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Scottsdale Insurance Co. v. Byrne

United States Court of Appeals, First Circuit

January 16, 2019

SCOTTSDALE INSURANCE COMPANY, Plaintiff, Appellant,
v.
TIMOTHY L. BYRNE, as Co-Chairman of the Board of Trustees for the Plumbers and Pipefitters Local 51 Pension and Annuity Funds; ROBERT BOLTON, as Co-Chairman of the Board of Trustees for the Plumbers and Pipefitters Local 51 Pension and Annuity Funds, Defendants, Appellees.

          APPEAL FROM THE UNITED STATES DISTRICT COURT FOR THE DISTRICT OF MASSACHUSETTS [Hon. F. Dennis Saylor, IV, U.S. District Judge]

          Alexis J. Rogoski, with whom Edward C. Carleton and Skarzynski Black LLC were on brief, for appellant.

          Miranda S. Jones, with whom O'Reilly, Grosso, Gross & Jones, P.C. was on brief, for appellee.

          Before Lynch, Stahl, and Barron, Circuit Judges.

          STAHL, Circuit Judge.

         In late 2014, the appellees in this case brought suit against Wellesley Advisory Reality Fund I, LLC ("WARF"). Acting in their capacity as representatives of the Board of Trustees for the Plumbers and Pipefitters Local 51 Pension and Annuity Funds (the "Funds"), Appellees alleged that WARF had mismanaged and squandered money that the Funds had invested in that entity. Following entry of default judgment against WARF in that case, WARF assigned the Funds its rights in WARF's insurance policy with Appellant Scottsdale Insurance Company ("Scottsdale"), which had declined to defend WARF on the basis of several exceptions within the policy.

         Scottsdale brought an action against Appellees seeking a declaration that it did not owe WARF a duty to defend or indemnify under the policy and so owed the Funds nothing, and the Funds counterclaimed. On cross-motions for summary judgment, the United States District Court for the District of Massachusetts ruled that the exclusions in Scottsdale's policies did not relieve the insurer of its duty to defend WARF in the prior action. In a subsequent order, the district court awarded the Funds $3 million, the full limits of the insurance policy, plus post-judgment interest.

         Scottsdale appeals, arguing both that it did not breach its duty to defend under the policy under Massachusetts law and that, even if it did, damages should be limited to the costs of the defense. After careful consideration, we affirm.

          I. A. The Policy

         The dispute in this appeal stems from a "Business and Management Indemnity Policy" (the "Policy") issued by Scottsdale to WARF, a real estate investment vehicle developed by Wellesley Advisors.[1] The Policy covered the period from November 15, 2013, to December 15, 2014, [2] and carries a coverage limit of $3 million. The Policy contains the following coverage clauses:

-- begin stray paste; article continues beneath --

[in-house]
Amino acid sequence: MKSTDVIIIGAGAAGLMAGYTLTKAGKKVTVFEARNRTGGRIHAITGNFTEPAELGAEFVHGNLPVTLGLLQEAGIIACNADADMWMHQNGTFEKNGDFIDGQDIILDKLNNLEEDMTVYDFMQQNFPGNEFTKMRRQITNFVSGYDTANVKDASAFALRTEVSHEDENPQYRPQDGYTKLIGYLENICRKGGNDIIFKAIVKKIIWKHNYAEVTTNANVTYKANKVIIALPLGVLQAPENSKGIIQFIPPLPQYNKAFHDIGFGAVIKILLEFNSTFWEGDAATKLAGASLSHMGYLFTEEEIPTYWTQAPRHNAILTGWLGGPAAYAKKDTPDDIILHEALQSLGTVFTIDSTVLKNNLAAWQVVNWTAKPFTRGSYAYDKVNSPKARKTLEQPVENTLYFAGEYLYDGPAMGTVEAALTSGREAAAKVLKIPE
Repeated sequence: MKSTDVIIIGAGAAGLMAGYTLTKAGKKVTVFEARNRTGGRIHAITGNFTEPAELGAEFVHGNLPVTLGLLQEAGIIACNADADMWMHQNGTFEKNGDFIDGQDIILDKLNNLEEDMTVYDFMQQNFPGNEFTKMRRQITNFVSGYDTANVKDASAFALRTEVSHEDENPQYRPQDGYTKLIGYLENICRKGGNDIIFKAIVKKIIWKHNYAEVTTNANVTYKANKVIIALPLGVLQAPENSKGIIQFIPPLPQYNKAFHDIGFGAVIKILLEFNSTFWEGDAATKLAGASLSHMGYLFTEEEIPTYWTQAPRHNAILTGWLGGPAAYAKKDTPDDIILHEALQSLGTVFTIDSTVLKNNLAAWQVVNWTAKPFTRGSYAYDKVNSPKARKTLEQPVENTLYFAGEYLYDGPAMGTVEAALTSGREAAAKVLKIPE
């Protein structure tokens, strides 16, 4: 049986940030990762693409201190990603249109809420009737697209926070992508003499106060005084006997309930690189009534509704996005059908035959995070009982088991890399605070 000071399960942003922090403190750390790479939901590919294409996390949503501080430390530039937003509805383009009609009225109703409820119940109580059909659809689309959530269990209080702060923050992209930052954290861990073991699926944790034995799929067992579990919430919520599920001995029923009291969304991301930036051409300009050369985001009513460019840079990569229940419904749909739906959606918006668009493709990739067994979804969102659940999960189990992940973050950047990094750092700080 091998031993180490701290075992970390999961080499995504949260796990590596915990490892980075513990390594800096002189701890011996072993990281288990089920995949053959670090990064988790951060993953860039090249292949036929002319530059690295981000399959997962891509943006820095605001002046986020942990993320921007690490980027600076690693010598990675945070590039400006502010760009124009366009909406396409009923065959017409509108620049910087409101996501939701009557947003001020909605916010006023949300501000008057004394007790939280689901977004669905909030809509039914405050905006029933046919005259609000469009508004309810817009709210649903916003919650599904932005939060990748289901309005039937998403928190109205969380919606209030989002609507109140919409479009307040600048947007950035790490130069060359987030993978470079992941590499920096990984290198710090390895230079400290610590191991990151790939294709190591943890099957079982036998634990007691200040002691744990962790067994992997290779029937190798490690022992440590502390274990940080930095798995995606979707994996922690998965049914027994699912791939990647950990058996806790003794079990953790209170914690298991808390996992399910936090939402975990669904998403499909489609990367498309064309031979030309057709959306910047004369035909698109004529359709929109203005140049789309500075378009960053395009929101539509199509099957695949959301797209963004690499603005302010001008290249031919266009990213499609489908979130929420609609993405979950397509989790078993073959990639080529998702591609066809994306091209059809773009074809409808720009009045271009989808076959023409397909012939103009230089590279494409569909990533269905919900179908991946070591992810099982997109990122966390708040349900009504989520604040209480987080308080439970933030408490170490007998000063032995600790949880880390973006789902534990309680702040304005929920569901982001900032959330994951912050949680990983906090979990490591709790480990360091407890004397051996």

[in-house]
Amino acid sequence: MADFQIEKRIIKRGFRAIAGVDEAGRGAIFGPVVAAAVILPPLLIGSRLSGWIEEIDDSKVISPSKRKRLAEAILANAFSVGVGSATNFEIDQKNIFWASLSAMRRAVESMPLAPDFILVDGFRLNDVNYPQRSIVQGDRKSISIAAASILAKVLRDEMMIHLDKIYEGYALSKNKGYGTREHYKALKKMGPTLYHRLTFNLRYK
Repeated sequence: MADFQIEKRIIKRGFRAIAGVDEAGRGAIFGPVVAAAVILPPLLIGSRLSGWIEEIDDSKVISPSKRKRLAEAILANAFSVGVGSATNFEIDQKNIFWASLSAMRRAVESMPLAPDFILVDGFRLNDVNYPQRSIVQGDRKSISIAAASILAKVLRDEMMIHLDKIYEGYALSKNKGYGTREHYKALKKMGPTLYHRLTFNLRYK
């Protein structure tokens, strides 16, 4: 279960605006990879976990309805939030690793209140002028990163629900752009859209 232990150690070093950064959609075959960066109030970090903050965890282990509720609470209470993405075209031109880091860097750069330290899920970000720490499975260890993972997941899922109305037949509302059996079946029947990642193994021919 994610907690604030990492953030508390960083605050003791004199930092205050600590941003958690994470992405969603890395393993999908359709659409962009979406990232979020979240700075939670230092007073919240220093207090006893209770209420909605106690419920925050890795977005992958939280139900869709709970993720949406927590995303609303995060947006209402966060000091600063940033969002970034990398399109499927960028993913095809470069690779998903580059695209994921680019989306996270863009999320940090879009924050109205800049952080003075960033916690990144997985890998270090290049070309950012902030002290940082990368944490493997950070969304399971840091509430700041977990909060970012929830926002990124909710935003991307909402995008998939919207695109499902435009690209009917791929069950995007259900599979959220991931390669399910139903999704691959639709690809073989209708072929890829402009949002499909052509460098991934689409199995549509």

1. The Insurer shall pay the Loss of the Management Insureds for which the Management Insureds are not indemnified by the [Company and] which the Management Insureds have become legally obligated to pay by reason of a Claim first made against the Management Insureds during the Policy Period . . . and reported to the Insurer . . . for any Wrongful Act taking place prior to the end of the Policy Period.
2. The Insurer shall pay the Loss of the Company for which the Company has indemnified the Management Insureds and which the Management Insureds have become legally obligated to pay by reason of a Claim first [made against] the Management Insureds during the Policy Period . . . and reported to the Insurer . . . for any Wrongful Act taking place prior to the end of the Policy Period.
3. The Insurer shall pay the Loss of the Company which the Company becomes legally obligated to pay by reason of a [Claim first] made against the Company during the Policy Period . . . and reported to the Insurer . . . for any Wrongful Act taking place prior to the end of the Policy Period.

         As relevant here, the Policy defines "Claim" as "a civil proceeding against any Insured seeking monetary damages or non-monetary or injunctive relief . . . ." "Loss" is defined as "damages, judgments, settlements, pre-judgment or post-judgment interest awarded by a court, and Costs, Charges, and Expenses incurred by" the entities covered under the Policy. "Wrongful Act" is defined as "any actual or alleged error, omission, misleading statement, misstatement, neglect, breach of duty or act allegedly committed or attempted by" the insured entities.

         The Policy contains a number of exclusions, three of which are claimed to be relevant to the present appeal. First, the Policy includes a "Professional Services Exclusion" which states:

Insurer is not liable for Loss . . . on account of any Claim[] alleging, based upon, arising out of, attributable to, directly or indirectly resulting from, in consequence of, or in any way involving the rendering or failure to render Professional Services. . . .
Solely for purposes of this exclusion, Professional Services means services as a real estate broker or agent, multiple listing agent, real estate appraiser, title agent, title abstractor or searcher, escrow agent, real estate developer, real estate consultant, property manager, real estate inspector, or construction manager. Such services shall include, without limitation, the purchase, sale, rental, leasing or valuation of real property; the arrangement of financing on real property; or any advice proffered by an Insured in connection with any of the foregoing.

         Second, the Policy provides an "ERISA Exclusion" which states that Scottsdale

shall not be liable for Loss . . . on account of any Claim . . . for any actual or alleged violation of the responsibilities, obligations or duties imposed by [the] Employee Retirement Income Security Act of 1974, as amended ["ERISA"], or any rules or regulations promulgated thereunder, or similar ...

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